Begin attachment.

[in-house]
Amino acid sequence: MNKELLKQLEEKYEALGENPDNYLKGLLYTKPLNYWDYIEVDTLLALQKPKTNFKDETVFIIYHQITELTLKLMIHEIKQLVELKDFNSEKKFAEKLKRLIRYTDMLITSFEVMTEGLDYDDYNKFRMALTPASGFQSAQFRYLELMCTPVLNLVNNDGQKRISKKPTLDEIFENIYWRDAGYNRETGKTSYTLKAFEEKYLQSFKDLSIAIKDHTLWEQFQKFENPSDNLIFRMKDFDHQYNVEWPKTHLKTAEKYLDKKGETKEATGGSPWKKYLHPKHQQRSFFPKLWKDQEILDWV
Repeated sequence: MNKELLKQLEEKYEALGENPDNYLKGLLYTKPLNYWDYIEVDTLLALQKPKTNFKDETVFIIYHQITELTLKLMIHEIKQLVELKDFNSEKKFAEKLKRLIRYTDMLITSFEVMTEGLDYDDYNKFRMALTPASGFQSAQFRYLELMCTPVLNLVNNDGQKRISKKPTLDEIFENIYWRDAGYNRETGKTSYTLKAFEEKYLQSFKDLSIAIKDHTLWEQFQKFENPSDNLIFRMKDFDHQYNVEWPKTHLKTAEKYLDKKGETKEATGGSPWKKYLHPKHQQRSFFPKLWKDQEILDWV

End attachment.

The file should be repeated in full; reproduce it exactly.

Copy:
[in-house]
Amino acid sequence: MNKELLKQLEEKYEALGENPDNYLKGLLYTKPLNYWDYIEVDTLLALQKPKTNFKDETVFIIYHQITELTLKLMIHEIKQLVELKDFNSEKKFAEKLKRLIRYTDMLITSFEVMTEGLDYDDYNKFRMALTPASGFQSAQFRYLELMCTPVLNLVNNDGQKRISKKPTLDEIFENIYWRDAGYNRETGKTSYTLKAFEEKYLQSFKDLSIAIKDHTLWEQFQKFENPSDNLIFRMKDFDHQYNVEWPKTHLKTAEKYLDKKGETKEATGGSPWKKYLHPKHQQRSFFPKLWKDQEILDWV
Repeated sequence: MNKELLKQLEEKYEALGENPDNYLKGLLYTKPLNYWDYIEVDTLLALQKPKTNFKDETVFIIYHQITELTLKLMIHEIKQLVELKDFNSEKKFAEKLKRLIRYTDMLITSFEVMTEGLDYDDYNKFRMALTPASGFQSAQFRYLELMCTPVLNLVNNDGQKRISKKPTLDEIFENIYWRDAGYNRETGKTSYTLKAFEEKYLQSFKDLSIAIKDHTLWEQFQKFENPSDNLIFRMKDFDHQYNVEWPKTHLKTAEKYLDKKGETKEATGGSPWKKYLHPKHQQRSFFPKLWKDQEILDWV